Zuckerberg Livestreams Facebook Q&A Following Leaked Audio In Which He Threatened To Sue the Government If Elizabeth Warren Is Elected President
Facebook founder and CEO Mark Zuckerberg gave the public a rare glimpse into the company’s internal workings Thursday by livestreaming a Q&A session with employees. The move came after audio from a prior internal Q&A was leaked.
The livestream lasted for just over an hour. During the video, Zuckerberg said they do the Q&A sessions almost every week and have been for the last 10 years. More relaxed than normally seen, he encouraged his employees to be authentic and continue to ask hard questions despite the livestream.
“Hopefully the unfiltered version is a little bit more interesting for people externally,” Zuckerberg said. “If this ends up being useful maybe I’ll try to carry this forward into some other communications … At this point it’s like I do such a bad job at interviews that it’s like what do we have to lose,” Zuckerberg said to his employee’s laughter.
In the leaked Q&A, Zuckerberg talked about a variety of topics including his intent to sue the government if Elizabeth Warren is elected president and tries to break up his company, The Verge reported.
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“You have someone like Elizabeth Warren who thinks that the right answer is to break up the companies … if she gets elected president, then I would bet that we will have a legal challenge, and I would bet that we will win the legal challenge. Does that still suck for us? Yeah. I mean, I don’t want to have a major lawsuit against our own government. That’s not the position you want to be in … We care about our country. We want to work with our government to do good things … But look, at the end of the day, if someone’s going to try to threaten something that existential, you go to the mat and you fight,” Zuckerberg said.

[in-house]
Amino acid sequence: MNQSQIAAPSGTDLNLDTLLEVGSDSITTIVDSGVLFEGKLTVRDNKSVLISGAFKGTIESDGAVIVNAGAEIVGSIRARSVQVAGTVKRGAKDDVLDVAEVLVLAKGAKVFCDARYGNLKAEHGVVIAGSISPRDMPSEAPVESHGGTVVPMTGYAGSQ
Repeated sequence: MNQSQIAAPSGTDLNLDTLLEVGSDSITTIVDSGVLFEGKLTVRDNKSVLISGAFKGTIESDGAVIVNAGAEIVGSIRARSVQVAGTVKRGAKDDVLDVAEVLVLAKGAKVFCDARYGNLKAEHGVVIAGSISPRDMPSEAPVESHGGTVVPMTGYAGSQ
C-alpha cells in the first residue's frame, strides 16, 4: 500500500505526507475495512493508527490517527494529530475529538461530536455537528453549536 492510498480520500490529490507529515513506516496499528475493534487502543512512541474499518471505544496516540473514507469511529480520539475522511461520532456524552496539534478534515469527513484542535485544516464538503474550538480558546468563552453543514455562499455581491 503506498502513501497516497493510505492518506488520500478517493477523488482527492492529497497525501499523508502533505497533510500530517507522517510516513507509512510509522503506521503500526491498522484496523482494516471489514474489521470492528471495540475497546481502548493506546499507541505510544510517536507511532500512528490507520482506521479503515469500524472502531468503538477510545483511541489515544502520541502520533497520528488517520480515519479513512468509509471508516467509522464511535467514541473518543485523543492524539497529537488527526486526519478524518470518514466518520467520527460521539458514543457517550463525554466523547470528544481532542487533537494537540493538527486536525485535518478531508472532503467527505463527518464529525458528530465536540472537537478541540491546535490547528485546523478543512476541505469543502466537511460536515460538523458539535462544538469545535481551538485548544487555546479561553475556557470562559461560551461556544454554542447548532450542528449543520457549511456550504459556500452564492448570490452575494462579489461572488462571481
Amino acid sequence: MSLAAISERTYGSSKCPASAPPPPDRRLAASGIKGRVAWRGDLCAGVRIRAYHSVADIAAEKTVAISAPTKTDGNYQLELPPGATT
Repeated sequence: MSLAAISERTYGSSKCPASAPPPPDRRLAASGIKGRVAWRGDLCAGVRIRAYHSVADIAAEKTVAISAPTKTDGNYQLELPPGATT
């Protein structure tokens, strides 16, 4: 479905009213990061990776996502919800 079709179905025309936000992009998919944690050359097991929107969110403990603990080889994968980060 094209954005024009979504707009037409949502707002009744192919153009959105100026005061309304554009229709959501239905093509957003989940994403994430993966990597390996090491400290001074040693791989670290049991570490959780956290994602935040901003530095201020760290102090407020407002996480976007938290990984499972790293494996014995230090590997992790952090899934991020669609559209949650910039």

Zuckerberg also touched on his competitors like Twitter’s inability to do as good a job as them; their controversial cryptocurrency, Libra, his refusal to testify at government hearings in other countries, the company’s contracts with 30,000 content moderators and more.
Despite not wanting to “antagonize” Warren any further, Zuckerberg said he stands by all his comments in the leaked Q&A.
“All the content that’s in there we stand behind. … Maybe I said it in a little bit more unfiltered of a way than I would externally, but fundamentally it’s like we believe everything that we said,” Zuckerberg said.
Warren, however, was not moved by Zuckerberg’s words. She responded with a Twitter feed reinforcing why companies like Facebook need to be dismantled.
Zuckerberg said he followed up with the livestream because he felt “it would be good to show everyone what these Q&As are like.”